The Wairau 1843: New Zealand's First Post-Treaty Conflict
- Date: 9 February
Te Wehenga and Malaga Pasifika Rooms, Ground Floor, National Library
The creation of Coates’s Māori portraits is bound up with the Wairau Affray in 1843, the first violent clash to take place between Māori and Pākehā after the signing of the Treaty of Waitangi. Following the incident, as one history put it, ‘the slow-growing friendly confidence between the two races received a lasting interruption.'
In this seminar, historians Hilary and John Mitchell will survey the events at Wairau, the aftermath and Coates’s portraits of some of the Māori who were involved. This includes an intriguing mystery about the identity of a woman painted by Coates who may or may not have been killed at the Wairau.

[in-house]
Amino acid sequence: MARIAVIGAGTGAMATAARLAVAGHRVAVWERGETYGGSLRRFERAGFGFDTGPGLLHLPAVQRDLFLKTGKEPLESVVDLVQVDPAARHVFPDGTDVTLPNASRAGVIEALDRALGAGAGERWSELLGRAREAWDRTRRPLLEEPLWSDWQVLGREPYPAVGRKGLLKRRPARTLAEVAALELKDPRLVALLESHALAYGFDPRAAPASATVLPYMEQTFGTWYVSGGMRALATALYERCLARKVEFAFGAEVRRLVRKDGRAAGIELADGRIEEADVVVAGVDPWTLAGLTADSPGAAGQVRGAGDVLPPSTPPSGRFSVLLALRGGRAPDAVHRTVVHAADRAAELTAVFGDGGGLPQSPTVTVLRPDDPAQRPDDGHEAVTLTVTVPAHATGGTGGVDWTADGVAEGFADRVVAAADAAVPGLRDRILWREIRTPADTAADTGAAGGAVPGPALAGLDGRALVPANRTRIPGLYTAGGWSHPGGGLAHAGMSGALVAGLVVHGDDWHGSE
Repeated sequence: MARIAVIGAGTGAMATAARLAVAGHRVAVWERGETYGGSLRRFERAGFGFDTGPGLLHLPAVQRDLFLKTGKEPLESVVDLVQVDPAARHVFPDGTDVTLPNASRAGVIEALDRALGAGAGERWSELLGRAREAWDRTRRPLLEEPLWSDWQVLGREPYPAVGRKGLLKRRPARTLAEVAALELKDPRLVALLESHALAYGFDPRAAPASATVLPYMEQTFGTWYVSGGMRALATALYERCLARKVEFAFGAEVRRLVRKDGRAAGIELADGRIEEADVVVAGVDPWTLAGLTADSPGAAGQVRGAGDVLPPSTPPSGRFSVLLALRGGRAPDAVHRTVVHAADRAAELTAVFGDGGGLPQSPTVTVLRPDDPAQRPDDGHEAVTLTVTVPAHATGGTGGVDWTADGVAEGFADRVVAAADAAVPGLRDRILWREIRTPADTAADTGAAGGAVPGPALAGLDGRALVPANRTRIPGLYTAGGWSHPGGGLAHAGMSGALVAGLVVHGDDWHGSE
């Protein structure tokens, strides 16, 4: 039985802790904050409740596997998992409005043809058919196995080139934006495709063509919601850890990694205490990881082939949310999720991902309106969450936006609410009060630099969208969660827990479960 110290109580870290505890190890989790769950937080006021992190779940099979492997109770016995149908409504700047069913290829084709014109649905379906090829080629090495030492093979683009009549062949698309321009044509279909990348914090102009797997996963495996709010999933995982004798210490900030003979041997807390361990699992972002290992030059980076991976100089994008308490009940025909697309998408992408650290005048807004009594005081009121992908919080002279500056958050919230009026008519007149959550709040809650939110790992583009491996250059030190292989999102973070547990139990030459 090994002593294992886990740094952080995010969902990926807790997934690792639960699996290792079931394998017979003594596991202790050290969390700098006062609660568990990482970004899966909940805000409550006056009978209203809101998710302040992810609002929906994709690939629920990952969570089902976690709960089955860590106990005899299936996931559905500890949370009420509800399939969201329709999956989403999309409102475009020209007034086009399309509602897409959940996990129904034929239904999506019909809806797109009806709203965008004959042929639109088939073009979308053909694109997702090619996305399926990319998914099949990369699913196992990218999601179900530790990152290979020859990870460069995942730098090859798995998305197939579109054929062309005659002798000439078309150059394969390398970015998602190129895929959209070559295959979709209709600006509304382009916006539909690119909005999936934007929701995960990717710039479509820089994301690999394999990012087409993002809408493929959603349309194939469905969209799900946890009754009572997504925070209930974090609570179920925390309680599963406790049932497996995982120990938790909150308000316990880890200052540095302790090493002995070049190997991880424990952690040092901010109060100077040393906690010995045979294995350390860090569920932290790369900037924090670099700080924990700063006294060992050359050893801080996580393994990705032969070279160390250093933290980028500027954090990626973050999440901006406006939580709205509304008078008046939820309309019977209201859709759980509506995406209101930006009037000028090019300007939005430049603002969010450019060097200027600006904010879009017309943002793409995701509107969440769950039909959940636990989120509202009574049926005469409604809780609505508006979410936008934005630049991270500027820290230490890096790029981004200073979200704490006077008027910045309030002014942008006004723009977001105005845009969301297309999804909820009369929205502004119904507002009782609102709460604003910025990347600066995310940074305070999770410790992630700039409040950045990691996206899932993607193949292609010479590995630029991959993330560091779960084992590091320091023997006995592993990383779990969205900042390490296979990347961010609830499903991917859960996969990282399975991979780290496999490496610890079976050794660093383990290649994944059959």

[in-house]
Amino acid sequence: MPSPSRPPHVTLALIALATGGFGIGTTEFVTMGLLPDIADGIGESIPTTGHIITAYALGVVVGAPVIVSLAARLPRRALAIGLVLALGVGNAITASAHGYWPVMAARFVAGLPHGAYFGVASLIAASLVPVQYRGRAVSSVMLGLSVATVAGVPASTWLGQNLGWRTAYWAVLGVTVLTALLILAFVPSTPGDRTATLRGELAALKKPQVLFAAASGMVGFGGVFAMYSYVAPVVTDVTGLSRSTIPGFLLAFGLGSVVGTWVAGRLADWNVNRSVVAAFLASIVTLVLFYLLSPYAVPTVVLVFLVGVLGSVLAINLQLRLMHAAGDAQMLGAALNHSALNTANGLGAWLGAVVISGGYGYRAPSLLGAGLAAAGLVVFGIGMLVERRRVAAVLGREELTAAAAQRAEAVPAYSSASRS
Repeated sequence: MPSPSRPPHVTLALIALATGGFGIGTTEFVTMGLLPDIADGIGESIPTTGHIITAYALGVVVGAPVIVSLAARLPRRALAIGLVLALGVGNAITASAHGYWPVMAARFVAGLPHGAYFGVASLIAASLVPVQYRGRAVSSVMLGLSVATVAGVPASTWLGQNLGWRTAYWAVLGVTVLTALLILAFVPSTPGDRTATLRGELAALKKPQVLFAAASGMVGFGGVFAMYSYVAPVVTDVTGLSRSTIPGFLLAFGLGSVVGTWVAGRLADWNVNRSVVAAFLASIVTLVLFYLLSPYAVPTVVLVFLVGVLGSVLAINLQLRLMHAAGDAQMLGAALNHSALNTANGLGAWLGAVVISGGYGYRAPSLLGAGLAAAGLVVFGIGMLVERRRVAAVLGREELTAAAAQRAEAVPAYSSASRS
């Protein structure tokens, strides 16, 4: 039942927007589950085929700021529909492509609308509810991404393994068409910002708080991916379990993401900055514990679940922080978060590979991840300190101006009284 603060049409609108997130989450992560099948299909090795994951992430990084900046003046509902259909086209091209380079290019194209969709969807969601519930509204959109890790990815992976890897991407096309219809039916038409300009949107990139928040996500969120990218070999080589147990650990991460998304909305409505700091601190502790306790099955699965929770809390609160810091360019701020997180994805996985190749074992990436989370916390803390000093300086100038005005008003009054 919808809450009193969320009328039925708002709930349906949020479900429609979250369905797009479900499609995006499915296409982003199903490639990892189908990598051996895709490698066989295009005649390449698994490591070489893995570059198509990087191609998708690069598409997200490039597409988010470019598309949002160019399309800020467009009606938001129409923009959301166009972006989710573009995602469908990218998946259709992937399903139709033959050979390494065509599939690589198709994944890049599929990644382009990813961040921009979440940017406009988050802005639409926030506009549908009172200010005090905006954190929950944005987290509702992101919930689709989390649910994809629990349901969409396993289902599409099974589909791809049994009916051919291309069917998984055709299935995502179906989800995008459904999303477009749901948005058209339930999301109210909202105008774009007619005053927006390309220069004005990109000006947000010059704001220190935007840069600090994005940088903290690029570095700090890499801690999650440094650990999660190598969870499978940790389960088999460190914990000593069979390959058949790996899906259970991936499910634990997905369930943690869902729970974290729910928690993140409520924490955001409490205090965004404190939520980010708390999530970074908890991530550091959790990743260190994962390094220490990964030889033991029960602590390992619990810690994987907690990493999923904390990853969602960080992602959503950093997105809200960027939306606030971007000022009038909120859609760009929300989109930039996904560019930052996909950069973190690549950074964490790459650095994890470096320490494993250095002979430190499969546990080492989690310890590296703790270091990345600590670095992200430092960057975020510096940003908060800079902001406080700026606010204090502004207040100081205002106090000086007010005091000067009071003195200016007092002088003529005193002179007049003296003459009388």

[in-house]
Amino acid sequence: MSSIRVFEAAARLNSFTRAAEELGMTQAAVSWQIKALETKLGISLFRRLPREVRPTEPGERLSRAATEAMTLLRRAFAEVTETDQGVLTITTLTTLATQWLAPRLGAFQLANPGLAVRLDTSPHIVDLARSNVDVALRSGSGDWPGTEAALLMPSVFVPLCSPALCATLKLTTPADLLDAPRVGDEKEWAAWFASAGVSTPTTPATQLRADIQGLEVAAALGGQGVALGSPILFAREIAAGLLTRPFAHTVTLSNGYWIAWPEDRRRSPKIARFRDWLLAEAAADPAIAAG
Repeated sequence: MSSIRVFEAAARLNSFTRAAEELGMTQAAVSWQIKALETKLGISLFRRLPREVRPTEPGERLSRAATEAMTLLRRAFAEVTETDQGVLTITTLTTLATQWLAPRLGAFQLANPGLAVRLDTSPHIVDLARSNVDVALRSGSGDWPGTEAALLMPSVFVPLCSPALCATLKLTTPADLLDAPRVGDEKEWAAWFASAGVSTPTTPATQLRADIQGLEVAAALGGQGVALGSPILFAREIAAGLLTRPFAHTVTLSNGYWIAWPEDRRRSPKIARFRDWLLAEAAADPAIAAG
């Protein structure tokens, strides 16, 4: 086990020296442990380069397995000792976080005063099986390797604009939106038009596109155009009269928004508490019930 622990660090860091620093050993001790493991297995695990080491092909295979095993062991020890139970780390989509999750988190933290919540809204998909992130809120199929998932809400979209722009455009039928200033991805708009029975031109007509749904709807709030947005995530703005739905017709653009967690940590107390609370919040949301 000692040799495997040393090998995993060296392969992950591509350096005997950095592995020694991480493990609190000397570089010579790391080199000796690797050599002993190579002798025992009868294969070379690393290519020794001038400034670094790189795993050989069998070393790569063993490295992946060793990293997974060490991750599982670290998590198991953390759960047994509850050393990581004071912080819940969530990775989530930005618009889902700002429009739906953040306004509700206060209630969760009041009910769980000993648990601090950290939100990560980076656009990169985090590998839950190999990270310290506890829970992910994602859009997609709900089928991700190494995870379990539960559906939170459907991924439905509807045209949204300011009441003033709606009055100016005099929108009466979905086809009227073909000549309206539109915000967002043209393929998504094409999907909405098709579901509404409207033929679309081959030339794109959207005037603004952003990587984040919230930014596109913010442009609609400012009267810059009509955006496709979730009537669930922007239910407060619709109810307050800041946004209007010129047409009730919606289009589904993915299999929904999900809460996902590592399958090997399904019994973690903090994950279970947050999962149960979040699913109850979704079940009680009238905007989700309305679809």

Hilary and John Mitchell are the authors of the award-winning three volume work Te tau ihu o te waka: a history of Māori of Nelson and Marlborough, and founders of Mitchell Research consultancy.
Part of the Turnbull Gallery exhibition, Head and shoulders: Portraits of Māori by Isaac Coates.